Man Faces Prison Sentence For Circumventing UK Pirate Site Blockade

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A UK's Police Intellectual Property Crime Unit has charged a man for operating several proxy sites and services that allowed UK Internet users to bypass local pirate site blockades. In a first of its kind prosecution, the Bakersfield resident is charged with several fraud offenses and one count of converting and/or transferring criminal property.

cityoflondonpoliceDuring the summer of 2014, City of London Police arrested the then 20-year-old Callum Haywood of Bakersfield for his involvement with several proxy sites and services.

Haywood was interrogated at a police station and later released on bail. He agreed to voluntarily hand over several domain names, but the police meanwhile continued working on the case.

One of the main services linked to the investigation was Immunicity, a censorship circumvention tool that allowed users to route their traffic through a proxy network.

In addition, Haywood was also connected to the Pirate Bay proxy list and KickassTorrents proxies and,, and several other proxy sites.

These proxies all served as a copy of the original sites, which are blocked by several UK ISPs, allowing users to bypass restrictions imposed by the High Court. While Haywood wasn’t operating any of the original sites, police have decided to move the case ahead.

Today, after nearly two years, the Police Intellectual Property Crime Unit (PIPCU) formally announced the charges, which amount to one count of converting and/or transferring criminal property and six counts of possession of an article for use in fraud.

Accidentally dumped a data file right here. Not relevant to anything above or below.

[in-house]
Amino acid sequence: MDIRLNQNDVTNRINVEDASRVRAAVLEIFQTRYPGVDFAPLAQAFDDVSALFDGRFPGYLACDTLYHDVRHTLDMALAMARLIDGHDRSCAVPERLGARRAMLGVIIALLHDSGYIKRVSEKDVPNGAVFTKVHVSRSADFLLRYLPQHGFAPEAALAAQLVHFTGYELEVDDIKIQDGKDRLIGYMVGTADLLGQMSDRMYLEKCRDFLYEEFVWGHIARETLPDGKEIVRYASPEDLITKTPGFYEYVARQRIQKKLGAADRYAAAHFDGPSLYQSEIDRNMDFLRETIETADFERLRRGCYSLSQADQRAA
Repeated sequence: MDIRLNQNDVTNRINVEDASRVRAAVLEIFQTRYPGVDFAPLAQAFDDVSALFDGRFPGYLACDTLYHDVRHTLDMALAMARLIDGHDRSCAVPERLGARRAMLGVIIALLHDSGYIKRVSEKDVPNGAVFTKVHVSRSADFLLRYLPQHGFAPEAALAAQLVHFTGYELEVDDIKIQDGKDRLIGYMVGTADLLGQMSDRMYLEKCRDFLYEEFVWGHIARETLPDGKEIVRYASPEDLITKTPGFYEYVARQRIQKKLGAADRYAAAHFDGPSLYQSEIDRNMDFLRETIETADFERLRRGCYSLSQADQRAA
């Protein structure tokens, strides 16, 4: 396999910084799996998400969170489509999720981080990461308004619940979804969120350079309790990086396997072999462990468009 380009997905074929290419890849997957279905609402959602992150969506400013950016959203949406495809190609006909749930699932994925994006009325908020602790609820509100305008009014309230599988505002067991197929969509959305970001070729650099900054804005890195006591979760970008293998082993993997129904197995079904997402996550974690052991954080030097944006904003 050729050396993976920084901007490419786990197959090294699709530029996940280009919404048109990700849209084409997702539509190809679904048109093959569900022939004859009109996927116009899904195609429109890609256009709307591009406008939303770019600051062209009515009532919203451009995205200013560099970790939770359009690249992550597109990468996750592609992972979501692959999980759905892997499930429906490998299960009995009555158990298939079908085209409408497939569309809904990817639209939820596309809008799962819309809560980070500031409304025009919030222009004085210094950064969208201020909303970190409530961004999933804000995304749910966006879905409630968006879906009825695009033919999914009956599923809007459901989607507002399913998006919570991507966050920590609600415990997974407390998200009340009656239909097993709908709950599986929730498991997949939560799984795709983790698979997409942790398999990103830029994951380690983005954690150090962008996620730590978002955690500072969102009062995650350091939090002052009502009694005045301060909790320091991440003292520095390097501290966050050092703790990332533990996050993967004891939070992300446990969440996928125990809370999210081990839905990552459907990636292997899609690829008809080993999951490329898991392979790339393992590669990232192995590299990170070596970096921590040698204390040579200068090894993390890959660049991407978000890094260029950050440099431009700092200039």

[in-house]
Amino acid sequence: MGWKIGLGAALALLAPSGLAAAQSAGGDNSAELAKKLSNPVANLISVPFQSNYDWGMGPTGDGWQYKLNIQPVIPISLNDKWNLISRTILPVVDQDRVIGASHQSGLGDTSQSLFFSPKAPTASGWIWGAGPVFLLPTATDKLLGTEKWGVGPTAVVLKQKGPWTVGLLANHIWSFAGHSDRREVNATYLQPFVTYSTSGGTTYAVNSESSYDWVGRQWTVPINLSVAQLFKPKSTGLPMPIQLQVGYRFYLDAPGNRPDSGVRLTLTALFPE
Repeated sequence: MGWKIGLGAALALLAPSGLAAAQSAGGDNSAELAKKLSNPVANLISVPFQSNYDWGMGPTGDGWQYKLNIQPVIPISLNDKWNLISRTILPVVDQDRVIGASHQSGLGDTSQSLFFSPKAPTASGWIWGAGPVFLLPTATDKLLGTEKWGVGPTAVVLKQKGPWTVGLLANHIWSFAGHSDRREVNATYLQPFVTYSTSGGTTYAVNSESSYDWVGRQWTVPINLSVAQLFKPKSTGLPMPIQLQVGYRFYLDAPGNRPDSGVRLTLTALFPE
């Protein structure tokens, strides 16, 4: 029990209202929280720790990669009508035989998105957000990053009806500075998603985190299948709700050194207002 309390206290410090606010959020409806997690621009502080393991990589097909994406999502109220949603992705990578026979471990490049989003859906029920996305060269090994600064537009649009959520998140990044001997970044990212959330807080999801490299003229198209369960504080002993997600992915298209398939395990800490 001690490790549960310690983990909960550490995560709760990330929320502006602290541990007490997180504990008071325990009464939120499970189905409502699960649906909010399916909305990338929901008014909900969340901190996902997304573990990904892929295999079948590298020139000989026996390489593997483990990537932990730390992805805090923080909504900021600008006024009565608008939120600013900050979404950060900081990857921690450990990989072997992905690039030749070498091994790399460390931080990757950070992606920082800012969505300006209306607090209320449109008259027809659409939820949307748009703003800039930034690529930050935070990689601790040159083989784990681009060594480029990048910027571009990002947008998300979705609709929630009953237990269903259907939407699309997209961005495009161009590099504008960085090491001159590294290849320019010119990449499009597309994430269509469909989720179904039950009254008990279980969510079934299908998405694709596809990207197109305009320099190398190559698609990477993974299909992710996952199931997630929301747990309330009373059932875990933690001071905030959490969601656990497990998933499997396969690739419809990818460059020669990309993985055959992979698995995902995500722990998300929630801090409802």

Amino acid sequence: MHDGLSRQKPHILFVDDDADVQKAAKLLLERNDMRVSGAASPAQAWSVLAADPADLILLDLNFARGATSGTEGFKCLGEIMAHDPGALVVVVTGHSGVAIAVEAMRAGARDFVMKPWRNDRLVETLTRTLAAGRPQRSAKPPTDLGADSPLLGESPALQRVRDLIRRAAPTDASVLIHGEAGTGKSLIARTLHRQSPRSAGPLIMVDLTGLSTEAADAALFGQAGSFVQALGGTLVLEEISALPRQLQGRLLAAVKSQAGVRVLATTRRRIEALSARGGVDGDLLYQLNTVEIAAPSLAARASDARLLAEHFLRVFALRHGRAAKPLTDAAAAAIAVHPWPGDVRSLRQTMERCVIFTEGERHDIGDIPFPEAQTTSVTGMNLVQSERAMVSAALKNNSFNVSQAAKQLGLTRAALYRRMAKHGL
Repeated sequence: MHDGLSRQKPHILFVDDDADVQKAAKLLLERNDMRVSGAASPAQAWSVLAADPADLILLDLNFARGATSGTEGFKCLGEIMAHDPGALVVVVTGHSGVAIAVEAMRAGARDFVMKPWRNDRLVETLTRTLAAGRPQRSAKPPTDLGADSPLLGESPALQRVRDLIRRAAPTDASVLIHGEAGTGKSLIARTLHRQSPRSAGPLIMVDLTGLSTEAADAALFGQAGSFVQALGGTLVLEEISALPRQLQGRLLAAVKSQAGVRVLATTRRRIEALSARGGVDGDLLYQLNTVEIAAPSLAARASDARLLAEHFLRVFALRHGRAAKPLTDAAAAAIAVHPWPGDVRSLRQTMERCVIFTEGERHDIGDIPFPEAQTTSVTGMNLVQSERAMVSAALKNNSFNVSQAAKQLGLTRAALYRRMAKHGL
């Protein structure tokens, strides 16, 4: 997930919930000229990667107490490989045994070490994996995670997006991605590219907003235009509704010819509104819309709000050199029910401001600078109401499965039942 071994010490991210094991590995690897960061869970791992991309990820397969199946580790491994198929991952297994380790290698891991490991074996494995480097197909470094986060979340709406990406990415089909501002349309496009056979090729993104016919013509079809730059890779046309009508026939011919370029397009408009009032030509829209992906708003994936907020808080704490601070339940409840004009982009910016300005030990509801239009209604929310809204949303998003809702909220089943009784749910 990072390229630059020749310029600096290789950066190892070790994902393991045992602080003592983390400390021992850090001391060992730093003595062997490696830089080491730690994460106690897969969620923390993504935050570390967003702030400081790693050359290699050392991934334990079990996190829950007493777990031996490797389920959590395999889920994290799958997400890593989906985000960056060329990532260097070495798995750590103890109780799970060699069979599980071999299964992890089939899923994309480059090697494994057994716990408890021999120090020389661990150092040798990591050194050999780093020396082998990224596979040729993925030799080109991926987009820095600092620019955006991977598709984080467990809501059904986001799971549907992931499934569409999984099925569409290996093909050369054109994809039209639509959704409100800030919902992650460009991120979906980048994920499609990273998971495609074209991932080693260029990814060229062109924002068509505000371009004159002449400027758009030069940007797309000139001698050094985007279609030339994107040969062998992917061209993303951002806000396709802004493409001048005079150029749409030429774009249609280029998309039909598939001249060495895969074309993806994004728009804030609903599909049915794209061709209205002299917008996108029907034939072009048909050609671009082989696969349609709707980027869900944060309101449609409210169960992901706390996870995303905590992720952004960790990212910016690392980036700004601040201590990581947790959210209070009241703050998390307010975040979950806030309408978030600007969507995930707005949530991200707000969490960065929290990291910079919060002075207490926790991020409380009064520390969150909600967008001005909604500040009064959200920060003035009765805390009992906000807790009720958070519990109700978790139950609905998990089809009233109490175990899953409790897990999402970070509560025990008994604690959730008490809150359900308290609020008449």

The charges relate to the operation of a Pirate Bay proxy and two KickassTorrent proxies.


Based on the charges the now 22-year old student potentially risks a long prison sentence.

Possession of articles for use in fraud is punishable by up to five years in prison under UK law, while supplying articles for use in a fraud carries a sentence of up to 10 years. Converting and/or transferring criminal property is money laundering, for which the maximum sentence is 14 years.

Speaking with TorrentFreak today, Haywood denies any wrongdoing.

The prosecution is the first of its kind, in that it targets a person who allegedly assisted Internet users to bypass High Court orders to block The Pirate Bay and other torrent sites.

Even though the blocking orders don’t apply to all UK ISPs, who continue to provide access to the very same sites, PIPCU alleges that Haywood’s sites were setup to circumvent the court orders.

Haywood is scheduled to appear on bail at Nottingham Magistrates’ Court on April 21 for a preliminary hearing.


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